The fact that these messages were prevalent around campus prior to Halloween signaled to many students that the women in the photo should have been aware of the inappropriate nature of the costumes. In Senate, Sarah Gissinger ‘17 noted, “As many people have pointed out, we received several emails the week before Halloween saying literally don’t do this. Honestly, I don’t know what it’s going to take.” Garcelon agreed, adding, “It was very transparent not to do this.”
While the impetus for the Senate discussion was the photo Garcelon posted, the discussion also drew out other instances of racism that students of color have faced. One student who transferred to CMC as a sophomore told Senate that one of the reasons she left her original college was feeling that “as a woman of color, I had no support.” During her freshman year, “a girl wore blackface and dressed as Trayvon Martin, and the school did absolutely nothing.” Addressing CMC, she continued, “I don’t want to see the administration do nothing and not respond and say the onus is on the students. It made me leave, and I don’t want to see us lose students because of issues like this.”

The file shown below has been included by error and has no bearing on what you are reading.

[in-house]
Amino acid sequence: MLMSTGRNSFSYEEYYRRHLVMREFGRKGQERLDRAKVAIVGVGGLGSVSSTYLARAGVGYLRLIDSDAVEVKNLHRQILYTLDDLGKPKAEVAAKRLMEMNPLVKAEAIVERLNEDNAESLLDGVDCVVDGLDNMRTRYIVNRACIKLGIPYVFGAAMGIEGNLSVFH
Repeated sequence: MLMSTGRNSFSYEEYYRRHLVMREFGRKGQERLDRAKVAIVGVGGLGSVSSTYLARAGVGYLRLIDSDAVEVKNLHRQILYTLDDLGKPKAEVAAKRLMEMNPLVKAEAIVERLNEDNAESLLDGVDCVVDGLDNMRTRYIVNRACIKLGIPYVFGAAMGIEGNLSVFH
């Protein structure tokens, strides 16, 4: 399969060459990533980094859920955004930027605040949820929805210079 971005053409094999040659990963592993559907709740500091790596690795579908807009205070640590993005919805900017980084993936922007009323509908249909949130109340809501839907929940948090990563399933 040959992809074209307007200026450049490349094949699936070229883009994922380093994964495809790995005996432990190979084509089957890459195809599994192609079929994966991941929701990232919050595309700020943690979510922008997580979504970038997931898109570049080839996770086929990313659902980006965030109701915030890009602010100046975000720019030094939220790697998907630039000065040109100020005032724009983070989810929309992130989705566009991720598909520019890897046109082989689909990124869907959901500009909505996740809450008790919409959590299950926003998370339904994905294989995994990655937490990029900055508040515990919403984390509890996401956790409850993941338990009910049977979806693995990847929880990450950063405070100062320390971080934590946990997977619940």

Another student and woman of color described, with palpable emotion, her encounters with racism on campus: “A few weeks ago, I was spit on by a white man; my friends have been peed on by white men; someone told me my life didn’t matter, that black lives didn’t matter.” She expressed her concern that other students don’t know about or understand the hurt that students of color experience on campus. “I just need you guys to have a window into the shit that we go through here every fucking day,” she explained, adding, “you guys can’t be complicit in this anymore.”
Throughout the discussion, multiple students touched on feeling unsupported by their peers. Senior Jincy Varughese ‘16 noted that on Facebook, “the people that shared Casey’s photo were almost all students of color and women of color.” She added that “[calling for] institutional support,” by advocating for an on campus resource center, for example, “doesn’t absolve anyone in this room of their silence.”